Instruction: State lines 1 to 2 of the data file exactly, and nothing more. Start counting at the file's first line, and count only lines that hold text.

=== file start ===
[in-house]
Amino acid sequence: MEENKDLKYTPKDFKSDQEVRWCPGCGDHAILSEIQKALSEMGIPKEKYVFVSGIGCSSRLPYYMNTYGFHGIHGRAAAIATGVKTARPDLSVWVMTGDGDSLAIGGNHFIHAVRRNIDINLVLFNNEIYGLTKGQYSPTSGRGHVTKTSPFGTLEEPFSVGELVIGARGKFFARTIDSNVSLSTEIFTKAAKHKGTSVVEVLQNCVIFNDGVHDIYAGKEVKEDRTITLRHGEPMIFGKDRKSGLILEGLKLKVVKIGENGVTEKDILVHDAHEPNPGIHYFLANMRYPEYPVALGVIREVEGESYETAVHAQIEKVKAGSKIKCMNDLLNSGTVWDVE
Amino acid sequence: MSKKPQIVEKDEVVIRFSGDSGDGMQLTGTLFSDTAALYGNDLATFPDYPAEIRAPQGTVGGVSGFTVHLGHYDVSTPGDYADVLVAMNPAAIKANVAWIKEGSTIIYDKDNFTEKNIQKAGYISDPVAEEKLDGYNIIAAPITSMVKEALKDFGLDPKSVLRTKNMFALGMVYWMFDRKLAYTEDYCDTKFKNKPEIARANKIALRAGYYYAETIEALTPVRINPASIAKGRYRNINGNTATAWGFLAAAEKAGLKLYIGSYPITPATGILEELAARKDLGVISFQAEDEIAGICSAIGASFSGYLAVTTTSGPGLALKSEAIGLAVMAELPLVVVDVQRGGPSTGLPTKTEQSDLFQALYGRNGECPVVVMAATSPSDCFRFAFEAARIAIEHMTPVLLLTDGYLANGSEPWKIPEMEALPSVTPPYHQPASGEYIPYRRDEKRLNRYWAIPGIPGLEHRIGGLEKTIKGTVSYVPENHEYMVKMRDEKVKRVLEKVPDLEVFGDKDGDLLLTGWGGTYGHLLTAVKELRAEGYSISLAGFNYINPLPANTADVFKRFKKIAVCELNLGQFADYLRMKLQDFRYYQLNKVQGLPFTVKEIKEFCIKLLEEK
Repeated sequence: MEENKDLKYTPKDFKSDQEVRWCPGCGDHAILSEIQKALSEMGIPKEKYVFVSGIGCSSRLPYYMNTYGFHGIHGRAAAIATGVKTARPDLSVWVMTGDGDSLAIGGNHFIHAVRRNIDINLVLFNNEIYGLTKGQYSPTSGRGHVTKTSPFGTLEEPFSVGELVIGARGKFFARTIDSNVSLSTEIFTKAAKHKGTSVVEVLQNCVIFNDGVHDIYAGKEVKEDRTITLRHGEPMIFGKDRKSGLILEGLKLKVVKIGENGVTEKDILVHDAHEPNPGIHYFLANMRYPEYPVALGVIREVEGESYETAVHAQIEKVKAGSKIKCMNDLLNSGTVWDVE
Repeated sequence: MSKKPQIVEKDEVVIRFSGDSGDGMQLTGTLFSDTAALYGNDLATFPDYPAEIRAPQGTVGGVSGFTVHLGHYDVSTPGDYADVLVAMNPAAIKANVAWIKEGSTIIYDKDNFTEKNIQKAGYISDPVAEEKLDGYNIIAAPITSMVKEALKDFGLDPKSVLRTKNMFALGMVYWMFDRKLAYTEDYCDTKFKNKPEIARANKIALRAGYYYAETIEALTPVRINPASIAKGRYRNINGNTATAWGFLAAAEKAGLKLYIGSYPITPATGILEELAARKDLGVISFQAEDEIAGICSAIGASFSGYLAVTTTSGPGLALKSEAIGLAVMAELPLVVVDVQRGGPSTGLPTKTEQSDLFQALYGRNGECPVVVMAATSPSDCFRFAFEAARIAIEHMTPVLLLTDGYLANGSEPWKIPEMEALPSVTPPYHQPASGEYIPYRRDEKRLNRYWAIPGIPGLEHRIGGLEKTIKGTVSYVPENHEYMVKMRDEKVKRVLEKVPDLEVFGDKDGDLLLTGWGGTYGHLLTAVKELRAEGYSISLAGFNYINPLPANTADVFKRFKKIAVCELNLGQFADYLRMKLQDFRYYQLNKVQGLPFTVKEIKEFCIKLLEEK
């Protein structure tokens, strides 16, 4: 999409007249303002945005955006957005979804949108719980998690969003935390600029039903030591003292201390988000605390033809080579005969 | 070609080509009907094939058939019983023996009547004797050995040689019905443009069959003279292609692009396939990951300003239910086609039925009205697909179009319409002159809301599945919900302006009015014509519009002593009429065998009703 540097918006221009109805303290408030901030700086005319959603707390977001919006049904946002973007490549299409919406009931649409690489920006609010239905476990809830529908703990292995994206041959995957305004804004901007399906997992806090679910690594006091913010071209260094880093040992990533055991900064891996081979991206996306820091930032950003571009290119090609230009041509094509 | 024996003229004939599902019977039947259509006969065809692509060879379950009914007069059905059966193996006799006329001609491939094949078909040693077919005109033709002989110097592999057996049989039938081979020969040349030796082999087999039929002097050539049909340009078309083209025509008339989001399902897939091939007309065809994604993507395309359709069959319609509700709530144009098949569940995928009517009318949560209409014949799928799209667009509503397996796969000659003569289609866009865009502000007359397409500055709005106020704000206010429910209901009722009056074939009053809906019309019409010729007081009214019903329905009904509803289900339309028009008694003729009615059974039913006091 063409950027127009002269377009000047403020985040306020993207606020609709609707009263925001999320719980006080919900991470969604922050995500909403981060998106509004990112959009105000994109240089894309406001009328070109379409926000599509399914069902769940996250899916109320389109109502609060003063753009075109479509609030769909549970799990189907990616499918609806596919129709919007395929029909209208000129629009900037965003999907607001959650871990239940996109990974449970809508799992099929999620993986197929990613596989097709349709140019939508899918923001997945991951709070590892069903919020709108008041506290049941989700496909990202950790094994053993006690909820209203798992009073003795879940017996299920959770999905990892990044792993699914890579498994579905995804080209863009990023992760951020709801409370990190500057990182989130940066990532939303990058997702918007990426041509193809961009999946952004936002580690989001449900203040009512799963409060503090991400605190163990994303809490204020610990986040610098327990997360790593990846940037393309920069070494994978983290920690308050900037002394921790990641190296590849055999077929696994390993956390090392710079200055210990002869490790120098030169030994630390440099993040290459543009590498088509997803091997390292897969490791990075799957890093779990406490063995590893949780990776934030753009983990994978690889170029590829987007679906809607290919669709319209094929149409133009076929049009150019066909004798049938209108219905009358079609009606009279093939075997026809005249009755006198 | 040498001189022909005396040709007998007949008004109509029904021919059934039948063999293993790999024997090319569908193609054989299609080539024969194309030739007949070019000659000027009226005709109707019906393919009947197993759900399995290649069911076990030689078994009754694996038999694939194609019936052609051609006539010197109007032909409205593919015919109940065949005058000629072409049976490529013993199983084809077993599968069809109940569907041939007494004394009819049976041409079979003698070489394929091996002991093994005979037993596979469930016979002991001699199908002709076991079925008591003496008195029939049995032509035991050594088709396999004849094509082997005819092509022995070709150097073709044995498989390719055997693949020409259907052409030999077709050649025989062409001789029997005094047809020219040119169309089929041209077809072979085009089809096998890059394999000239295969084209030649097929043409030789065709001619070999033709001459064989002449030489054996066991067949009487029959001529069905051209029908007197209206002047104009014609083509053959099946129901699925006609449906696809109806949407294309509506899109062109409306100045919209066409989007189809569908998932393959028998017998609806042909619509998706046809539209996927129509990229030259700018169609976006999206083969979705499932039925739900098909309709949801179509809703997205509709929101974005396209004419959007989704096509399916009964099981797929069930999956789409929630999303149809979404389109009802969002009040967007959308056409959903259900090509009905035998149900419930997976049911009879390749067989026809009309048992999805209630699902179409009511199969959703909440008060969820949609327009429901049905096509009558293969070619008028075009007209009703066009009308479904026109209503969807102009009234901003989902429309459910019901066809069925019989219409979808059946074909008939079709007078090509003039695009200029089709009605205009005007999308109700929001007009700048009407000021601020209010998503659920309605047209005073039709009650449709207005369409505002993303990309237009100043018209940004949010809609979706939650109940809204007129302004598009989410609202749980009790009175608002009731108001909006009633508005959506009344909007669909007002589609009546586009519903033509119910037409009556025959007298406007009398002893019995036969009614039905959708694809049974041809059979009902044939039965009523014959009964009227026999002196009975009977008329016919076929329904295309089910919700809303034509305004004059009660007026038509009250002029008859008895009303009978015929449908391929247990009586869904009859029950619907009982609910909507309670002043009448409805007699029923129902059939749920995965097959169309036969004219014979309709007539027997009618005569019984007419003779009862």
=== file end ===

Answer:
[in-house]
Amino acid sequence: MEENKDLKYTPKDFKSDQEVRWCPGCGDHAILSEIQKALSEMGIPKEKYVFVSGIGCSSRLPYYMNTYGFHGIHGRAAAIATGVKTARPDLSVWVMTGDGDSLAIGGNHFIHAVRRNIDINLVLFNNEIYGLTKGQYSPTSGRGHVTKTSPFGTLEEPFSVGELVIGARGKFFARTIDSNVSLSTEIFTKAAKHKGTSVVEVLQNCVIFNDGVHDIYAGKEVKEDRTITLRHGEPMIFGKDRKSGLILEGLKLKVVKIGENGVTEKDILVHDAHEPNPGIHYFLANMRYPEYPVALGVIREVEGESYETAVHAQIEKVKAGSKIKCMNDLLNSGTVWDVE